In 2010, the BSOA transferred management of local parks and trails to the Big Sky Community Corporation. This allowed the BSCC (now the Big Sky Community Organization) to focus exclusively further on expanding parks and recreation opportunities previously managed by the BSOA.
Between 2001-2010, Ossorio said the BSOA stepped back from community leadership as other organizations including Big Sky Resort Area District and BSCO stepped up. Recently, the BSOA has found opportunities to deepen their community involvement in Big Sky through sustainability.
“I think the sustainability committee is one of the newest efforts to re-energize the relevance of the BSOA,” Ossorio said.
Little Coyote Pond construction
One effort of the sustainability committee, Scott explained, is the Little Coyote Pond project that will add a new outlet for public recreation while improving river habitat. The BSOA purchased the pond from Boyne Resorts in the early 1990s.
“The ponds have silted in, and we’ve been trying to restore them for some time,” Scott said. “This time around, the board approved moving forward with construction to take Little Coyote Pond off the West Fork [Gallatin River], as it impedes spawning and fish passage. [Montana Fish, Wildlife and Parks] truly supports this project, as it’s beneficial to the fisheries in the pond and the West Fork.”
The pond was originally designed to catch construction sediment from upstream. Currently, the West Fork Gallatin flows into the pond and out toward the Gallatin. After construction, the river will circumvent the pond.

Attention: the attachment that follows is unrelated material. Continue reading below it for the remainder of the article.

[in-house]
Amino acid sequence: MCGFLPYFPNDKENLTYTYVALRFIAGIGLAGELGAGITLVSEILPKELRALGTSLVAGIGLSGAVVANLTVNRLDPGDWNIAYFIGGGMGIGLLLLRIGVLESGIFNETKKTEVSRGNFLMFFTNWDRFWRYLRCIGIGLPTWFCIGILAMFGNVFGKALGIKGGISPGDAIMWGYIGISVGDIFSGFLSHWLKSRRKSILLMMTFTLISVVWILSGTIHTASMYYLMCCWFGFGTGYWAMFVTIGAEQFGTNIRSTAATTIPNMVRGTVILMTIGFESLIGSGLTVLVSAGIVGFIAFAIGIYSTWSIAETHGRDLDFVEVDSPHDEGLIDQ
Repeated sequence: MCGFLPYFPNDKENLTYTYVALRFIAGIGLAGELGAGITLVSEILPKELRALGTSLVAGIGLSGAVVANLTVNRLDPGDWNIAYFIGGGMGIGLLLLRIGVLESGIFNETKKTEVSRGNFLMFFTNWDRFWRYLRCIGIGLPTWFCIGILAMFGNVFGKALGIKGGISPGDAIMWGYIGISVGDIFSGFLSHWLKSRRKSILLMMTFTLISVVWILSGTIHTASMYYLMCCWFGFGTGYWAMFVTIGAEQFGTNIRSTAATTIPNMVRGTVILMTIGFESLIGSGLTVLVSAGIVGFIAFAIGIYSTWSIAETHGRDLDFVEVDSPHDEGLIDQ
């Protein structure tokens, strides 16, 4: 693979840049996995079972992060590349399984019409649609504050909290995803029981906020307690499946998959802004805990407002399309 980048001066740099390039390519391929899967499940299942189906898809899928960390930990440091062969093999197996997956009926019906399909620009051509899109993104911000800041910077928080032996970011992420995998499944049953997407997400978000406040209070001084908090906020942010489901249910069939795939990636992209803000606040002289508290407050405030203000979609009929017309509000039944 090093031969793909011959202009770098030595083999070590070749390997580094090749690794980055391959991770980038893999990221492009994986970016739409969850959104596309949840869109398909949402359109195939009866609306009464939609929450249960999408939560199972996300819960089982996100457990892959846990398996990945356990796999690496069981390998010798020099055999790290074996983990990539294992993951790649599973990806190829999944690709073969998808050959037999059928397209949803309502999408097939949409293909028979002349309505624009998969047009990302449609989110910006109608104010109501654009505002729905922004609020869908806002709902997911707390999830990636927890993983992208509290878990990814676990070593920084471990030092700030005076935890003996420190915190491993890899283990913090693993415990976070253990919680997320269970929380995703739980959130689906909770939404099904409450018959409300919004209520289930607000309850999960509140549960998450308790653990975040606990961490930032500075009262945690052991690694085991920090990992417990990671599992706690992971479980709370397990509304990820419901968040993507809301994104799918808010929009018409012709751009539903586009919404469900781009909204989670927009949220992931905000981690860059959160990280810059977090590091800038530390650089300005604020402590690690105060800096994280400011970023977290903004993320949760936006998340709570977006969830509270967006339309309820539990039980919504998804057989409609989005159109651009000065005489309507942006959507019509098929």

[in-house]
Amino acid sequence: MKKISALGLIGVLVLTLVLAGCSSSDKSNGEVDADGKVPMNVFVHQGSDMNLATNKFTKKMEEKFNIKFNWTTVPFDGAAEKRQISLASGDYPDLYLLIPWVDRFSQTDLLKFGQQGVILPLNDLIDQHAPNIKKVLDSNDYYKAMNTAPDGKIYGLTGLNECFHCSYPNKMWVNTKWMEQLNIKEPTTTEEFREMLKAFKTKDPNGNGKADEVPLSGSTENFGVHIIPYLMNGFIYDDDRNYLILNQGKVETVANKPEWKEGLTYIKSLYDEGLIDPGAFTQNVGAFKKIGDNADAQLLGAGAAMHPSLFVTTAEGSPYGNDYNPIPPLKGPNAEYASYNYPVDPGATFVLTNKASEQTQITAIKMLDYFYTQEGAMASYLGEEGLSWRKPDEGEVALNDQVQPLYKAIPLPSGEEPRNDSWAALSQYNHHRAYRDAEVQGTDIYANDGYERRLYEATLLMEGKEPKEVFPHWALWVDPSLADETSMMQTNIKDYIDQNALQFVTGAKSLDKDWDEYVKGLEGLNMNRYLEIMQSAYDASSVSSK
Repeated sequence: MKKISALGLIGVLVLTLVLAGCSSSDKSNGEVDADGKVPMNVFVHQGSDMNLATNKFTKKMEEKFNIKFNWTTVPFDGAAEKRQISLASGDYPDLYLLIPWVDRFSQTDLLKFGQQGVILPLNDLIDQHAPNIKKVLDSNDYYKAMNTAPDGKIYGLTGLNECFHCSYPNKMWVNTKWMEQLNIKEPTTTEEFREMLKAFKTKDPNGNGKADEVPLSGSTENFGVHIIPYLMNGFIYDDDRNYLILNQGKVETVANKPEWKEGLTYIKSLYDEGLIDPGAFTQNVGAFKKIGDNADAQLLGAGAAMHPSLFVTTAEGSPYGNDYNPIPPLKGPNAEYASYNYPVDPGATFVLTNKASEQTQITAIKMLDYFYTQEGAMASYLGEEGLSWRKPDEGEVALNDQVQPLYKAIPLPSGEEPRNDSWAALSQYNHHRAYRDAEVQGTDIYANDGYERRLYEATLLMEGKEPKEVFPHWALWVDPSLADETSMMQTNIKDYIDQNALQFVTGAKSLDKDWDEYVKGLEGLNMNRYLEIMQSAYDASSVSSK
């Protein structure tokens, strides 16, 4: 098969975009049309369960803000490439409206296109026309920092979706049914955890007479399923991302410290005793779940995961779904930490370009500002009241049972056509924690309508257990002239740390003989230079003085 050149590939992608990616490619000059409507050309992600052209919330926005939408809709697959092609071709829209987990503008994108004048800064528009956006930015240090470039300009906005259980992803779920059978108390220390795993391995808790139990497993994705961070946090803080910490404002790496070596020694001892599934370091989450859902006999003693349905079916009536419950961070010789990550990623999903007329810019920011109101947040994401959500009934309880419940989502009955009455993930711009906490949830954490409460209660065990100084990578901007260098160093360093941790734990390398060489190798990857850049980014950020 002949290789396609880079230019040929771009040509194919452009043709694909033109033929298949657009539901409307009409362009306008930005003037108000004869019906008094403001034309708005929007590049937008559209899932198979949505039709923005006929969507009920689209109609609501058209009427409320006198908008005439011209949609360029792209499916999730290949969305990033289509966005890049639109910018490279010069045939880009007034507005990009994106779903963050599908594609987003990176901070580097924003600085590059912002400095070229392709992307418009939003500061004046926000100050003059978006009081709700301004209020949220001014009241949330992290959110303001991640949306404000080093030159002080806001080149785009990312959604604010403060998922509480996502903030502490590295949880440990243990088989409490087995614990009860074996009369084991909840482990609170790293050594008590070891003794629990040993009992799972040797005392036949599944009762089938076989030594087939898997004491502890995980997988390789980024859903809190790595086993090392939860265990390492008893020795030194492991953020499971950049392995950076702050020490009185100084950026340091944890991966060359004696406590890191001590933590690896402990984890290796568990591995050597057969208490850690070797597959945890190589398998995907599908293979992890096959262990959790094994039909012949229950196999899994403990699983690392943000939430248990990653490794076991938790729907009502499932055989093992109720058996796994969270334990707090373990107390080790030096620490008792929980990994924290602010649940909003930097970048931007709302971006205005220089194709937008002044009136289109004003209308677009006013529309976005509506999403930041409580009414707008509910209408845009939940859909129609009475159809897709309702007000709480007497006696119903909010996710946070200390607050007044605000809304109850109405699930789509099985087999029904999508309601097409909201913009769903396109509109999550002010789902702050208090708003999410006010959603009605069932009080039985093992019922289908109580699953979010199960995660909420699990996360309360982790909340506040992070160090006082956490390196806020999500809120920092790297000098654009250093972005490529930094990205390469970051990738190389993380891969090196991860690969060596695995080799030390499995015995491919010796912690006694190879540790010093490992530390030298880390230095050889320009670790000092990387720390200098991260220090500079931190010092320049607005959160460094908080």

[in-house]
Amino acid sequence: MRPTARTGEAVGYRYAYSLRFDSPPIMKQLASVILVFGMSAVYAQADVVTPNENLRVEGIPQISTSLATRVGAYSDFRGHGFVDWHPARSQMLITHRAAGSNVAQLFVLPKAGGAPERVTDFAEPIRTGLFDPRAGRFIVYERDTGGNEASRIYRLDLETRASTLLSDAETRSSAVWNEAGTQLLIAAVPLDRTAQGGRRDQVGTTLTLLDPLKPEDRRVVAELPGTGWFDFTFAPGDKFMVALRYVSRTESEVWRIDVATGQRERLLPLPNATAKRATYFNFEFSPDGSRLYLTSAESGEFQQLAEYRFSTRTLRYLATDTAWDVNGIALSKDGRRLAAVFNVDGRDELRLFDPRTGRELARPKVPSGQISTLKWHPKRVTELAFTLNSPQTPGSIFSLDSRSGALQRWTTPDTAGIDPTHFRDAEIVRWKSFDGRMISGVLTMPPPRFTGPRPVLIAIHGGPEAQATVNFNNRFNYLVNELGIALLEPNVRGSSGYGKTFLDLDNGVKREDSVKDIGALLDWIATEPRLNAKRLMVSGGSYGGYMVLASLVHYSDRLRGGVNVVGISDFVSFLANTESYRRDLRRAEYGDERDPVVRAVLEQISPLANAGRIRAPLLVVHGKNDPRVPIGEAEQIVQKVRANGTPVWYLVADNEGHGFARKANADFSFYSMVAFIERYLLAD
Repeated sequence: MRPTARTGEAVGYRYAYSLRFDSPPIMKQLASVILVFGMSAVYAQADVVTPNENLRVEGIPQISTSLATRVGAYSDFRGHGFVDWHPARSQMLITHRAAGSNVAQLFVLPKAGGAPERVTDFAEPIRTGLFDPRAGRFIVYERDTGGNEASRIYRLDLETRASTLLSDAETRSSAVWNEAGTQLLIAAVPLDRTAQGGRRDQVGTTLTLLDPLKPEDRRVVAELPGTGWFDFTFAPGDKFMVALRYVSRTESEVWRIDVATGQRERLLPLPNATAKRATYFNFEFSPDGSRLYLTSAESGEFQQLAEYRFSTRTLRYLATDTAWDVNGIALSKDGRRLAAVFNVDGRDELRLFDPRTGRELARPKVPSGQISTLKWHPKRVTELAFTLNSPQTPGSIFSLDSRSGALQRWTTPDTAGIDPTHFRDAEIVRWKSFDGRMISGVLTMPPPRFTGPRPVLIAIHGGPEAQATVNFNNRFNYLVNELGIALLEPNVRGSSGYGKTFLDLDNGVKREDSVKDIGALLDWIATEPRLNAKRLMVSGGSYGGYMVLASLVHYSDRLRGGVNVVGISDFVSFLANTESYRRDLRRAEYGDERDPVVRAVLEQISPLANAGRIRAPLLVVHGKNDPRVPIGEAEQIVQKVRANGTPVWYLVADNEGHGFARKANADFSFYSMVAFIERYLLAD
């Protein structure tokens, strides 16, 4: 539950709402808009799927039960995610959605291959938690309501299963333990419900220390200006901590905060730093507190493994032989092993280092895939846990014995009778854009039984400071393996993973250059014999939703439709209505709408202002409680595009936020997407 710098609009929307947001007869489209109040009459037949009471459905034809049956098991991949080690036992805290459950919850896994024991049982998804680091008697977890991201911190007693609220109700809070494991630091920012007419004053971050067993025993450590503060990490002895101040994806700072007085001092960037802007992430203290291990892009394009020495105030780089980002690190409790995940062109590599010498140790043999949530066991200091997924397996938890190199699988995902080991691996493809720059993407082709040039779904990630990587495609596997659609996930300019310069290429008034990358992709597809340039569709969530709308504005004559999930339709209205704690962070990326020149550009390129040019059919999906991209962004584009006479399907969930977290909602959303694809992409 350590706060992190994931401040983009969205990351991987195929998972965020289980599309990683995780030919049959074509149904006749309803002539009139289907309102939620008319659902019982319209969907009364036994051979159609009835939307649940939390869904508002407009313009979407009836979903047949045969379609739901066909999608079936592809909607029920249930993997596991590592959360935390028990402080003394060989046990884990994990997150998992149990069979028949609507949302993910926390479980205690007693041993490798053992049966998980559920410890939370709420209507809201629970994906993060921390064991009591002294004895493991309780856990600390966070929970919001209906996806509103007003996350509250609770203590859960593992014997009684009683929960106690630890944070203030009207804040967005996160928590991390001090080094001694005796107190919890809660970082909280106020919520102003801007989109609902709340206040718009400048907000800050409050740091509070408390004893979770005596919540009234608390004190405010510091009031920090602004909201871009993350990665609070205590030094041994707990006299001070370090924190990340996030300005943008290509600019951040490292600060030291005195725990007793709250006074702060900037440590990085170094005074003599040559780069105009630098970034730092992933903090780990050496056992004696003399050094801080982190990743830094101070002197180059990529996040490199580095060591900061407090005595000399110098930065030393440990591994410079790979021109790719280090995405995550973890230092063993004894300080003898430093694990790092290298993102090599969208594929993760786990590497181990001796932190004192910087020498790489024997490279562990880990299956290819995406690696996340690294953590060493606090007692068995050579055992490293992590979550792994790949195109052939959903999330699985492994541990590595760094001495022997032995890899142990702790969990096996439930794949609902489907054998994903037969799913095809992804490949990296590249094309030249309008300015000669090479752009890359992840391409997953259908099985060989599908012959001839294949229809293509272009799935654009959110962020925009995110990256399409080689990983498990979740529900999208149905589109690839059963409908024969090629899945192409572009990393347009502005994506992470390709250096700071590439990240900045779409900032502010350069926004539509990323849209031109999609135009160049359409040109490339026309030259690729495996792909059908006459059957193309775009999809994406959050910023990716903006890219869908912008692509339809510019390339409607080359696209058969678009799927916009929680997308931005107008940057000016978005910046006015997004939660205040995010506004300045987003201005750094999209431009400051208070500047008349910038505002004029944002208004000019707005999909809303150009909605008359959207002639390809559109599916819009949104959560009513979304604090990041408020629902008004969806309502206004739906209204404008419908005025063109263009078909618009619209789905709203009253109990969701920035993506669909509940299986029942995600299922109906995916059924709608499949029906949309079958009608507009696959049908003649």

The BSOA is working with the Big Sky County Water and Sewer District, FWP, the Gallatin River Task Force, BSCO and adjacent property owners, Scott said. Construction efforts will include dredging the current pond, adding community fishing access with docks and a beach, building a trail around the pond, and adding a picnic area.
A quiet celebration
Half a century after Chet Huntley first set wheels in motion to create Big Sky Resort, BSOA members are proud to share its history. But as far as champagne and streamers go, the Big Sky community may be surprised to learn that the BSOA is sticking to a casual bi-centennial celebration.
“Unfortunately, it’s been a little prohibitive in terms of celebration because we’ve been doing Zoom meetings for two and a half years,” Ossorio lamented. “Covid has had a pretty significant impact on everyone’s sense of participation. We’re all very happy that we’ve existed for fifty years, but I don’t think there’s any big celebration planned.”
EBS acknowledges the native peoples who depended on the lands of Big Sky around the Gallatin Valley (widely recognized as the Valley of Flowers by various tribes) for thousands of years before modern development. Archeological evidence shows the Mountain Shoshone people including the Tukudika traveled the lands of Big Sky among other stewards of the land—namely the Nez Perce, Crow, Cheyenne, Blackfeet, Assiniboine, Cree, Salish, Sioux and Kootenai tribes, according to Montana State University’s Department of Native American Studies—who lived on this land and depended on trade routes across the Greater Yellowstone Ecosystem.